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Overcoming microscopic challenges Cedarville native winning war against plague

The flea’s mouthparts, perfectly adapted to puncturing the skin, slide in easily, and the tiny insect immediately begins sucking blood from its host.

But it doesn’t only suck blood – the flea’s saliva keeps blood from clotting. And riding along in that saliva are bacteria.

In a world literally covered with bacteria, one type seems built for destruction: Yersinia pestis. It is responsible for as many as 30 million deaths worldwide – many of them thanks to fleabites – and is known as the Black Death, the black plague or just the plague.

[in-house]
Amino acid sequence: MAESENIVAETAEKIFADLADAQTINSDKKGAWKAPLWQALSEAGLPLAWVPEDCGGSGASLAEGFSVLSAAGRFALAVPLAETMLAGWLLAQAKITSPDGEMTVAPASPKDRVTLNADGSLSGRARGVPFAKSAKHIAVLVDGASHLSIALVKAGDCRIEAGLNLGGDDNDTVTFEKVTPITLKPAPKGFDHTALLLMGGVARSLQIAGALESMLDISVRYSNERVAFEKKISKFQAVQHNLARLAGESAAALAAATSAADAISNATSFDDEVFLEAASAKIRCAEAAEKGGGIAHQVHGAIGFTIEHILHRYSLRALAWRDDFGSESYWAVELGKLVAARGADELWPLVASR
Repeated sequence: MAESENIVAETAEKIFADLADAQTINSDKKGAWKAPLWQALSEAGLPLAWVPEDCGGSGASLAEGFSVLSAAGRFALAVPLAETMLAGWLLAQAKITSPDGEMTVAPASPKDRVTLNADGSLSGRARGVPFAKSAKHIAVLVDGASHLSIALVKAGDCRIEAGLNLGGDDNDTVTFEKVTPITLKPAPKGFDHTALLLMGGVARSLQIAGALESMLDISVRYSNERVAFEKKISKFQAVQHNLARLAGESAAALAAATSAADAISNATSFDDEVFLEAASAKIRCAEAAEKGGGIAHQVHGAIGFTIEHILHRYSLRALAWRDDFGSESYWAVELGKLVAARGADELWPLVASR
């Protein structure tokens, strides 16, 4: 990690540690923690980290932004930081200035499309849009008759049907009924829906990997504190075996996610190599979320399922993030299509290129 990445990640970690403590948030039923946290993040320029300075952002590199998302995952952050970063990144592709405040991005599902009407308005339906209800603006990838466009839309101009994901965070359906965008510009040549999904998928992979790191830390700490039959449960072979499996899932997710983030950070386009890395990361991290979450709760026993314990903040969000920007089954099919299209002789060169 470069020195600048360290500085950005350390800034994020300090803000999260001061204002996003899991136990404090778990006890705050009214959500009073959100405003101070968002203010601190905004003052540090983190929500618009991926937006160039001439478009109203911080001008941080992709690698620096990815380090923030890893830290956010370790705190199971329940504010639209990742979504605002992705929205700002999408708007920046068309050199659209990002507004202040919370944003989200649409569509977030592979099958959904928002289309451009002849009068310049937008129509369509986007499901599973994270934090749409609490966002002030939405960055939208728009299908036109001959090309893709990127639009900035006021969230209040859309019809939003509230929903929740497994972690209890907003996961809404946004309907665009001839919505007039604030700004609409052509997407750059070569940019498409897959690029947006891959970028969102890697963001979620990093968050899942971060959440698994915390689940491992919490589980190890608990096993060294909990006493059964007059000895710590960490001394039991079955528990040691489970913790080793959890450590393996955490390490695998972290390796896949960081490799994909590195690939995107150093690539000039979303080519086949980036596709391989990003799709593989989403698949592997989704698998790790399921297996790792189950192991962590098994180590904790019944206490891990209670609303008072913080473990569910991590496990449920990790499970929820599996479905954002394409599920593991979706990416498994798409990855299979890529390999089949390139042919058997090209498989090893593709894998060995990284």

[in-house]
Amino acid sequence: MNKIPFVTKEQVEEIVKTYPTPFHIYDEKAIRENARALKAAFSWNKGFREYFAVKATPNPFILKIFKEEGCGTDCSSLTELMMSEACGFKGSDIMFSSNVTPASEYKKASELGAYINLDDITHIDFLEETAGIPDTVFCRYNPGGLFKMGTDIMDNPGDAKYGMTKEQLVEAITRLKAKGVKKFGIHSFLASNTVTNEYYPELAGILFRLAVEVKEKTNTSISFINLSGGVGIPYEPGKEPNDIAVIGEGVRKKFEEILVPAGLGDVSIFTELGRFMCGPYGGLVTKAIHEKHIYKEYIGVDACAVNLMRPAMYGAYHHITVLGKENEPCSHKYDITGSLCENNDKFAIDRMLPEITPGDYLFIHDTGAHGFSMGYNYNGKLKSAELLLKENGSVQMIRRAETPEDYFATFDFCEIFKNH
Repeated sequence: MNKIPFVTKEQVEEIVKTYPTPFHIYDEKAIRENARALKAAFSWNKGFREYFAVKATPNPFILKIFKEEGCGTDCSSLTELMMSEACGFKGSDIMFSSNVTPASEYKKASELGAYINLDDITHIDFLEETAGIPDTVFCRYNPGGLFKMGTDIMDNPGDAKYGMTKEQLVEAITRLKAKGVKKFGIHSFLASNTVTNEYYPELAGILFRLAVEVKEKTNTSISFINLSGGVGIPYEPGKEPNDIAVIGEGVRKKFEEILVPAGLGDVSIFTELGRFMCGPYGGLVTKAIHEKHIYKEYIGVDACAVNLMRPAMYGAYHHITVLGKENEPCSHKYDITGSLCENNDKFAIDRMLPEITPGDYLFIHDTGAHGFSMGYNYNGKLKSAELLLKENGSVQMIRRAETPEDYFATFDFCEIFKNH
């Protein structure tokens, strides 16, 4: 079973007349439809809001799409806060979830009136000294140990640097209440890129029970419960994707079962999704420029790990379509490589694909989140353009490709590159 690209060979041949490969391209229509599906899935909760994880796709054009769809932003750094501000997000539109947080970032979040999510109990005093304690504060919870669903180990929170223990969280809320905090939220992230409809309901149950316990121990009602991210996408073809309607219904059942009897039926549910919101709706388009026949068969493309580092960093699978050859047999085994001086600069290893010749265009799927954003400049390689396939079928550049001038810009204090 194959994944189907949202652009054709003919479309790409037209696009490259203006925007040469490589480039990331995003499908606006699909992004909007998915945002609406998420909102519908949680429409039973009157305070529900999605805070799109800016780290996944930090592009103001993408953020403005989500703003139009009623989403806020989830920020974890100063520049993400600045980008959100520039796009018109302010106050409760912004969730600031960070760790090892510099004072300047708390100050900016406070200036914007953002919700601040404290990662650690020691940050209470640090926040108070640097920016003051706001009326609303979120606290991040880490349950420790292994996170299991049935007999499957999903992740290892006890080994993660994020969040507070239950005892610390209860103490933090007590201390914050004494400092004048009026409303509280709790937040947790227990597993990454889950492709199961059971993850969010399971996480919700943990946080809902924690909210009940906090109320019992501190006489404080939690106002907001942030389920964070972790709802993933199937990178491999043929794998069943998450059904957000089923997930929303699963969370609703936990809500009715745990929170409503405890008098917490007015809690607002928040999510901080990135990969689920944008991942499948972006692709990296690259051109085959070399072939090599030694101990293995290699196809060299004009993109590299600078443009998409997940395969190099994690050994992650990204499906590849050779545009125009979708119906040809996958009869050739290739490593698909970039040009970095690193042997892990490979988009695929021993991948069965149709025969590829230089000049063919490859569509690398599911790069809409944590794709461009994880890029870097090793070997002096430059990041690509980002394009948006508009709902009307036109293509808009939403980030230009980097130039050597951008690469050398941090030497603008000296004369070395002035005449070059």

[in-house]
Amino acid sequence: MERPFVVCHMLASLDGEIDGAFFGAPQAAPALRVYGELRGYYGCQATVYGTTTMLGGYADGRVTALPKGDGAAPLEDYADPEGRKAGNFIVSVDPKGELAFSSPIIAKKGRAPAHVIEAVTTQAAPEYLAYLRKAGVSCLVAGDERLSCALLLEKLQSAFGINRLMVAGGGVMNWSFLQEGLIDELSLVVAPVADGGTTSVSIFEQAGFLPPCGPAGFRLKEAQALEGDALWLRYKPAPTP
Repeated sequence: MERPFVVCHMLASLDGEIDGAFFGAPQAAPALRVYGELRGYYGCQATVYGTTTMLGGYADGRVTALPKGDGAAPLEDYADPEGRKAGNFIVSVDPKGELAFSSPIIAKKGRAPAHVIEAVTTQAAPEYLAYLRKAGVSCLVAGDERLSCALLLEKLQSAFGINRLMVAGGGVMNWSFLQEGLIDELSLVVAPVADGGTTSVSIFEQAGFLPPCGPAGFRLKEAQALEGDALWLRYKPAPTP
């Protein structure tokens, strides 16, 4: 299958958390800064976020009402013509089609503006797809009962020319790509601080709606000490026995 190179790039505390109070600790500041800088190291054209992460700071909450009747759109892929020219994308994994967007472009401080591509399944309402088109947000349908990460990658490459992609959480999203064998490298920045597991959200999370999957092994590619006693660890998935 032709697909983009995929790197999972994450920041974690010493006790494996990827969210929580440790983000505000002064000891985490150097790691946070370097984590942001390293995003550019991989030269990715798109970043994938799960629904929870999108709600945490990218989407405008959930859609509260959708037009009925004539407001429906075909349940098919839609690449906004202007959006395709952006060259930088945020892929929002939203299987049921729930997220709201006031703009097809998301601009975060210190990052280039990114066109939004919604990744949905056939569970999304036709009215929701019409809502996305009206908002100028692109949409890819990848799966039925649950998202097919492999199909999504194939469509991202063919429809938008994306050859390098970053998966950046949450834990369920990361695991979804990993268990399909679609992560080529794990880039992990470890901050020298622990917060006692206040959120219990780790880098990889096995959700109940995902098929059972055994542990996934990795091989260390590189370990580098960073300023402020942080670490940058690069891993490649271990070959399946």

When it raged in Europe in the 1300s, plague wiped out one-third of the population.

When the bacteria enter the human bloodstream, their preferred method of protecting themselves is to build a protein shell. The human immune system can attack the shell, but creating the antibodies to do so will take weeks. Plague can kill in just days.

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